War vet faces double jeopardy for 44-year-old crime

A display of photos and mementos from Smith's time in the Air Force. / Jessica Fairley


Richard Smith, a Vietnam War vet, says he's now able to drive after having to battle Illinois driving officials over getting his license.

Smith had his name placed on a national driving registry for a 44-year-old DUI charge.

Back in 1968 he paid a fine and served jail time for the crime, but after years with no problems his license were suspended.

After reaching out to the office of Georgia's District 8 Congressman Austin Scott, he was able to reach an agreement, but that didn't come without a cost.

"I think it's crying shame that you have to pay $500 to get your license back on a 24-year-old incident, but I can spend good money after bad fighting it, but I got my license in my pocket now," said Retired U.S. Air Force MSGT Richard Smith.

Smith says now he'll be able to participate in upcoming auto racing events.

Original Story:

A Vietnam War veteran says a crime he committed over 40 years ago has come back to haunt him.

Richard Smith says his case is not unique, but it is the oldest of its type for the state of Georgia.

After a tour in the Vietnam War, Richard Smith, a mechanic for the U.S. Air Force, had a run in with the law in Rantoul, Illinois.

"I had two counts of fleeing and eluding police officers and driving across private property," says U.S. Air Force Retired MSGT Richard L. Smith.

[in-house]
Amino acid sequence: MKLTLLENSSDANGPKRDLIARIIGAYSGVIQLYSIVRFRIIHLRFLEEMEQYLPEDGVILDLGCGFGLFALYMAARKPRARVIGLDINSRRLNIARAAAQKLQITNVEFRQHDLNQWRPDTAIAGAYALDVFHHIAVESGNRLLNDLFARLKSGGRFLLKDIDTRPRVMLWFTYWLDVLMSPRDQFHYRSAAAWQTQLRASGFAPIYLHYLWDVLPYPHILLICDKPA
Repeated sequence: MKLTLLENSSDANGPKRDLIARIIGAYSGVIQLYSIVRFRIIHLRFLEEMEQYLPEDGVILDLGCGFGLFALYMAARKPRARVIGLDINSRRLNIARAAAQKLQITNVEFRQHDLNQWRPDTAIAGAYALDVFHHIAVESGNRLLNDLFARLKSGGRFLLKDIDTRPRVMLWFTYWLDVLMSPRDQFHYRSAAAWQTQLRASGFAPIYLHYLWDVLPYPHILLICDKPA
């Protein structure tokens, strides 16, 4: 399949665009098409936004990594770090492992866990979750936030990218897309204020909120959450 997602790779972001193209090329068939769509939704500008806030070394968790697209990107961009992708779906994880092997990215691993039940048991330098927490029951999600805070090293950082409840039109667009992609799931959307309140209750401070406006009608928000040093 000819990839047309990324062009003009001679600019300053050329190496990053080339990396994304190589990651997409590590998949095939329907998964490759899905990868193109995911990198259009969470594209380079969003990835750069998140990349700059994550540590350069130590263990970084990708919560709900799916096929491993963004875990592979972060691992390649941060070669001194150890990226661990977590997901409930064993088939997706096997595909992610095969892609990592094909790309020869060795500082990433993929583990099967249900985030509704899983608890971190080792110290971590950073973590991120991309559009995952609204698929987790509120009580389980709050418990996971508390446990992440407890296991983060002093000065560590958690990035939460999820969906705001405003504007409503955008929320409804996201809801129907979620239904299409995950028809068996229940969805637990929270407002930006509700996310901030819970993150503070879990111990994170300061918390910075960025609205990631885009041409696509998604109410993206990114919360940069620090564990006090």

The case made headlines back in 1968.

"I've already paid my $500 fine and spent 15 days in jail and was court marshaled by the Air Force while I was in jail. I think I've paid my dues to society," says Smith.

Now 44 years later, after having no problems with renewing his license, the state of Georgia is refusing to grant Smith a license until he has proof of clearance in this case.

The resident of Fitzgerald, Georgia says in between the last time he renewed his license and now, his name was placed on a national registry for people who have outstanding fines.

After contacting Illinois driving officials, they explained that it will be months before the issue could be resolved. However, to speed up the process, Smith reached out to Austin Scott., U.S. Representative for Georgia's 8th Congressional District.

"Representative Scott's office is working with Mr. Smith to see what we can do with the situation. We will continue to be in touch with Mr. Smith on this issue," says Cassie Smedile, Communications Director for the office of Austin Scott.

Richard Smith says Illinois officials have informed him that it will take six to eight months to resolve this problem. Until then he will be without a license. It's something that he says puts a burden on himself and his family.

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